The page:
Bridge alumnus, Grace Kerubo, has always wanted to be a doctor. At primary school in Kisii, the dream seemed unlikely. Yet, as she starts her university education at Amherst College, her dream is well within reach.
At the age of nine, Grace was at risk of ending her education.
Her parents realized that she was not learning anything in the school she was attending and her teacher had become increasingly frustrated labelling her a ‘slow learner.’
In communities like Grace’s, girls often do not finish their primary school education and get swept into domestic roles through motherhood and marriage.
Her mother, however, wanted to be sure that it wasn’t the school that was failing before giving up on her child.
Her mum is a teacher and has always been a firm advocate of education but as a teacher in a public school, she understands the very real challenges faced by schools and children around resources and overcrowding.
She had a look at the options in her local community and came across Bridge Mwembe Academy, where she decided to enroll her daughter.
Grace had never enjoyed school and had believed what she had been told, that she wasn’t a good student. The first few weeks at Bridge, Grace was indeed behind her peers but despite what she had been told she quickly caught up and even started overtaking her classmates.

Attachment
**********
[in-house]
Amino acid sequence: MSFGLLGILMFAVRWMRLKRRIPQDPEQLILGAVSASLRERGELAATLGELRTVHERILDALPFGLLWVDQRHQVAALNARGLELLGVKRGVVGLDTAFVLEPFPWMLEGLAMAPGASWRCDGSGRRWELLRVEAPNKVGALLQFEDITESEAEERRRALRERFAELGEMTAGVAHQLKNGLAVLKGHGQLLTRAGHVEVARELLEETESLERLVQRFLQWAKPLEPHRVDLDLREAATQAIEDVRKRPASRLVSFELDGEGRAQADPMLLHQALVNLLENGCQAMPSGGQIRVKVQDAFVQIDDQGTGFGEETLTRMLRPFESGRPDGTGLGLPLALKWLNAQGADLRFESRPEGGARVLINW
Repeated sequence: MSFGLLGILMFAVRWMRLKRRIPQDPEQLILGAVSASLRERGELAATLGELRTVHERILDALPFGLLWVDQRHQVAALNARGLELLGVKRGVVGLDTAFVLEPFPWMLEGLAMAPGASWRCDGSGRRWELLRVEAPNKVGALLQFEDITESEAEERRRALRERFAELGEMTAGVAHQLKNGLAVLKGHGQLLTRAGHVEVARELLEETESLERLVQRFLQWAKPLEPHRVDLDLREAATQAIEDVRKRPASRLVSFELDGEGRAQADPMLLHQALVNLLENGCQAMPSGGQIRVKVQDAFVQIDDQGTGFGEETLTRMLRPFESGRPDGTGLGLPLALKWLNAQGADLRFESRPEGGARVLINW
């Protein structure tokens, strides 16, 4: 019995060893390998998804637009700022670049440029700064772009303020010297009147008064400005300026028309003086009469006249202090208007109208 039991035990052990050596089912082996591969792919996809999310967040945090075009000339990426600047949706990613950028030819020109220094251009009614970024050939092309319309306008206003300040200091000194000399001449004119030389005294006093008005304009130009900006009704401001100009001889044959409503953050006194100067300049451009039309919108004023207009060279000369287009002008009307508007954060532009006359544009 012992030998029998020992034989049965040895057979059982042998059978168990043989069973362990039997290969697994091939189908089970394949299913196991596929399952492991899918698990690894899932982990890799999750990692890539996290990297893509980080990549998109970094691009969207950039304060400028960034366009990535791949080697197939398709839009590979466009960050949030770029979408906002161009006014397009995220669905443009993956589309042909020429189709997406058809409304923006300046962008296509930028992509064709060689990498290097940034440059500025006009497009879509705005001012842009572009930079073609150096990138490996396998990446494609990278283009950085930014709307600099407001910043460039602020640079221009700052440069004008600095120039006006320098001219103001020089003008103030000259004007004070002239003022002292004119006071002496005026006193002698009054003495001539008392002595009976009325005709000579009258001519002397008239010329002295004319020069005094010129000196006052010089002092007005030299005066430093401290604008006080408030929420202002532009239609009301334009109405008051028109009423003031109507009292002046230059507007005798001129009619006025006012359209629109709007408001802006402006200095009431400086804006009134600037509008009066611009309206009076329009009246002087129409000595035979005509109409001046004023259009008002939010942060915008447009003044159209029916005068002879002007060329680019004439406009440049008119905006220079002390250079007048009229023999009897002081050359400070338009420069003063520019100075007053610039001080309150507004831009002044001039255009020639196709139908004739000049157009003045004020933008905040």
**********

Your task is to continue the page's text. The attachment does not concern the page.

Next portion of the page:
Grace was as surprised by the changes as anyone else. Looking back, she says; “Bridge changed the way I studied because of the way they taught. I understood the lessons better because I had teachers who paid a lot of attention to my work. The environment was so friendly that I wasn’t afraid to make mistakes or to try.”
Her mum couldn’t believe the changes that she saw in her daughter in just one term. She had been considering how Grace’s life would be if she left school but all of a sudden, her vision for the future of her daughter changed.
She says that; “My daughter had great teachers at Bridge. As a teacher, I know the struggles. These teachers worked with her to help her thrive; and they interacted well with the parents bringing them into school life.”
Grace decided early on that she wanted to be a doctor, she really enjoyed the math and science lessons and wanted to do something that would be useful in her community.
By the end of primary school, Grace was recognized as an excellent student. Her classmates admired her work ethic and her teachers were rewarded by her success.
As school came to an end, Grace sat the Kenyan Certificate of Primary Education (KCPE), the national exit exam.
She excelled achieving 400 out of 500 marks; placing her among the top students in the country. She had hoped to do well but this was beyond her expectations.
Remembering only a few years previously when she was going to leave primary school altogether, she now turned her thoughts to secondary school and the options available to her.
Thanks to her score, her teachers suggested she apply for a scholarship in the US that was available.
It was a big decision, but with the support of her family and the encouragement of her teachers, Grace applied and was awarded a full four-year scholarship at the prestigious St. Andrews High School in Florida, USA.